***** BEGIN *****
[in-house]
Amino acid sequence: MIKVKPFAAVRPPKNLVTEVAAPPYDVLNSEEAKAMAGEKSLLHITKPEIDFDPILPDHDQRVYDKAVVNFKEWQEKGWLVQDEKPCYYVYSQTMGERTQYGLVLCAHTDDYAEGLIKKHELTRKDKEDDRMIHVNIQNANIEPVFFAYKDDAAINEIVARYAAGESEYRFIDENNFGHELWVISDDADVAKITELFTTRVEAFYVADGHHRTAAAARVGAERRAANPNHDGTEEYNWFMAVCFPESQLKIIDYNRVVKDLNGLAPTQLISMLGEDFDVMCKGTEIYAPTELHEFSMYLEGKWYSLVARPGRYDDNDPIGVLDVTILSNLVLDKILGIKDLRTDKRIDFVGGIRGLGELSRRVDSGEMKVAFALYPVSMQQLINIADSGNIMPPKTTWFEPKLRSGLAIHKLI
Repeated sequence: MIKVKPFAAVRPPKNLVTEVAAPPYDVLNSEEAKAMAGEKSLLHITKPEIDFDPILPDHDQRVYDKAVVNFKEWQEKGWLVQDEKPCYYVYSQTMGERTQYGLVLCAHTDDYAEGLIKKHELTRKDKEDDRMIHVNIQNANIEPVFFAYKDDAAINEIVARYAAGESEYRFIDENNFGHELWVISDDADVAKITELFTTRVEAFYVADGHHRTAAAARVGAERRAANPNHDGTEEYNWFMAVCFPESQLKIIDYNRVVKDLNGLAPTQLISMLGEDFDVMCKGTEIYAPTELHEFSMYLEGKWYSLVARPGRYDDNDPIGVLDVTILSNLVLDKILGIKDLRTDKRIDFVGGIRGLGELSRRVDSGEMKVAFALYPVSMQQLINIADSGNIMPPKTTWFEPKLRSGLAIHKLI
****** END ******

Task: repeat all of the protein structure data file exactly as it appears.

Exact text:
[in-house]
Amino acid sequence: MIKVKPFAAVRPPKNLVTEVAAPPYDVLNSEEAKAMAGEKSLLHITKPEIDFDPILPDHDQRVYDKAVVNFKEWQEKGWLVQDEKPCYYVYSQTMGERTQYGLVLCAHTDDYAEGLIKKHELTRKDKEDDRMIHVNIQNANIEPVFFAYKDDAAINEIVARYAAGESEYRFIDENNFGHELWVISDDADVAKITELFTTRVEAFYVADGHHRTAAAARVGAERRAANPNHDGTEEYNWFMAVCFPESQLKIIDYNRVVKDLNGLAPTQLISMLGEDFDVMCKGTEIYAPTELHEFSMYLEGKWYSLVARPGRYDDNDPIGVLDVTILSNLVLDKILGIKDLRTDKRIDFVGGIRGLGELSRRVDSGEMKVAFALYPVSMQQLINIADSGNIMPPKTTWFEPKLRSGLAIHKLI
Repeated sequence: MIKVKPFAAVRPPKNLVTEVAAPPYDVLNSEEAKAMAGEKSLLHITKPEIDFDPILPDHDQRVYDKAVVNFKEWQEKGWLVQDEKPCYYVYSQTMGERTQYGLVLCAHTDDYAEGLIKKHELTRKDKEDDRMIHVNIQNANIEPVFFAYKDDAAINEIVARYAAGESEYRFIDENNFGHELWVISDDADVAKITELFTTRVEAFYVADGHHRTAAAARVGAERRAANPNHDGTEEYNWFMAVCFPESQLKIIDYNRVVKDLNGLAPTQLISMLGEDFDVMCKGTEIYAPTELHEFSMYLEGKWYSLVARPGRYDDNDPIGVLDVTILSNLVLDKILGIKDLRTDKRIDFVGGIRGLGELSRRVDSGEMKVAFALYPVSMQQLINIADSGNIMPPKTTWFEPKLRSGLAIHKLI